SINGAPORE — Those who have taken two Pfizer-BioNTech doses and their booster shot by Moderna are more protected against the risk of COVID-19 infection, compared with those who have taken three Pfizer doses.
Across the ages, they are 72 per cent less likely to be infected, compared with 62 per cent for the latter group, said Health Minister Ong Ye Kung on Monday (15 November) during a virtual press conference chaired by the multi-ministry taskforce.
Ong, who is the taskforce co-chair, was citing findings from a recent study by the Ministry of Health (MOH) on the relative effectiveness of Pfizer and Moderna booster shots.
"Both mRNA vaccines work very well as boosters, with Pfizer-Pfizer-Moderna having a slight edge. Regardless, the impact on the reduction of severity of illness is extremely high for both combinations," he noted.
Ong did not elaborate on specifics of the study, including its timeframe, sample size, or demographics.
He, however, added that there are results for other combinations, including those who took all three Moderna doses, but cautioned that the sample sizes for such groups are "not very large and the statistics may not be as meaningful".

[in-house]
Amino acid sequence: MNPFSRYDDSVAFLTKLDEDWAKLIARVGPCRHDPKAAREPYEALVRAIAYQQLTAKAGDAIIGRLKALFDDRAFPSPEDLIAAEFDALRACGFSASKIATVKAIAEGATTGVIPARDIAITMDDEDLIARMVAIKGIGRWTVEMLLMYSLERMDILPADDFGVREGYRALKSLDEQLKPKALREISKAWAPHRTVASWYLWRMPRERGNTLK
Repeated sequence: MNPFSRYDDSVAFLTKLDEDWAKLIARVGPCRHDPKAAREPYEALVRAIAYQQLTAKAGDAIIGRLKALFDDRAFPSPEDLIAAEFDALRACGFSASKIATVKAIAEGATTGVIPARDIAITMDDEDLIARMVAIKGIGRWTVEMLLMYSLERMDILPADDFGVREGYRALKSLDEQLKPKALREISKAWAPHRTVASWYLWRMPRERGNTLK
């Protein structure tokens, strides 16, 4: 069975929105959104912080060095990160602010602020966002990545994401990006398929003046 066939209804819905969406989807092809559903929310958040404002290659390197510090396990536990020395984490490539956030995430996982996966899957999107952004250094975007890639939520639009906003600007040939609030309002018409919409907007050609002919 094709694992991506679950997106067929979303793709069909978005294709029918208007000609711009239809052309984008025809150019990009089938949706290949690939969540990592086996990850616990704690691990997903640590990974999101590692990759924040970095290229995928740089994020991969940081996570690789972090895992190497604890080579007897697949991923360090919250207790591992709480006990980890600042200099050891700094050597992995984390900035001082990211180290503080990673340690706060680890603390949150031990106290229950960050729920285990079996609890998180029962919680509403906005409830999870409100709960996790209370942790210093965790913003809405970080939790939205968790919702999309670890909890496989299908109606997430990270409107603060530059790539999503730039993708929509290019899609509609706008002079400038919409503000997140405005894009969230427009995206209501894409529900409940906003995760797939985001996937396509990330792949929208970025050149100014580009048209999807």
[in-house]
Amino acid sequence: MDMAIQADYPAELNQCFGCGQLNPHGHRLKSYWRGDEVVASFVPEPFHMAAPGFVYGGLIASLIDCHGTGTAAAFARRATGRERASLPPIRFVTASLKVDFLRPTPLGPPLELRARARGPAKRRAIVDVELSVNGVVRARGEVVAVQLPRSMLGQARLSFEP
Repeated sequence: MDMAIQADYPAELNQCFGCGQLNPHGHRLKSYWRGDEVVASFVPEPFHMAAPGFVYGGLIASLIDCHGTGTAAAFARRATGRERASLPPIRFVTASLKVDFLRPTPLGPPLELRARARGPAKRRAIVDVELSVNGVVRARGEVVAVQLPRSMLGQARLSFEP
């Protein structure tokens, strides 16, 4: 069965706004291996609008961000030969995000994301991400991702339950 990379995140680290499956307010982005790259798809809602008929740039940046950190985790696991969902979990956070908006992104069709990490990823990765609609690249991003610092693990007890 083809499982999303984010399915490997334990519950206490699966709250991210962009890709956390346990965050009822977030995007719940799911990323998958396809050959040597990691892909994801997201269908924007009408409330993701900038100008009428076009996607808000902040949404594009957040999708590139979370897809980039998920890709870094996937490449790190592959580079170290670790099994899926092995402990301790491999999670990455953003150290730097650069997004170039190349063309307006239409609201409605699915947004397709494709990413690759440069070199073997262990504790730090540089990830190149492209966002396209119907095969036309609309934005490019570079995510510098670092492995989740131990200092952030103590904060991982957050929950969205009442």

In response to a question by the media on the general effectiveness of booster shots in protecting one from the coronavirus disease, the MOH director of medical services Kenneth Mak said that the authorities are in the midst of compiling the data and that it would be released to the public "soon".
"We'll get it to you and we'll make sure that you have information concerning how well the booster vaccine doses are doing," said Associate Professor Mak.
Ong stressed that while data has not been released yet, it is "very clear" that they work.
"The probability of infection and the probability of severe illness has been further drastically reduced," he said. "(For) seniors, the impact has been stark and very significant."
Both Prof Mak and Ong revealed last week that they had taken the Pfizer vaccine for their first two doses, and a Moderna jab for their third.
The taskforce had in September announced that mRNA vaccines under Singapore's booster vaccination strategy "can be treated as equivalent to each other" as advised by the expert committee on COVID-19 vaccination.
Pfizer, Moderna, and Sinovac vaccines are used in Singapore's national vaccination drive.
Other vaccines under the World Health Organisation’s (WHO) emergency use listing – such as those made by Johnson & Johnson, Oxford-AstraZeneca, and Sinopharm – are approved for use under the special access route for private healthcare providers.
As of Sunday, 94 per cent of Singapore's eligible population – aged 12 and above – have received two doses of COVID-19 vaccines or completed their full regimen.
Among the total population, 85 per cent have received two doses, 86 per cent have received at least one dose, and 21 per cent have received their booster shots.
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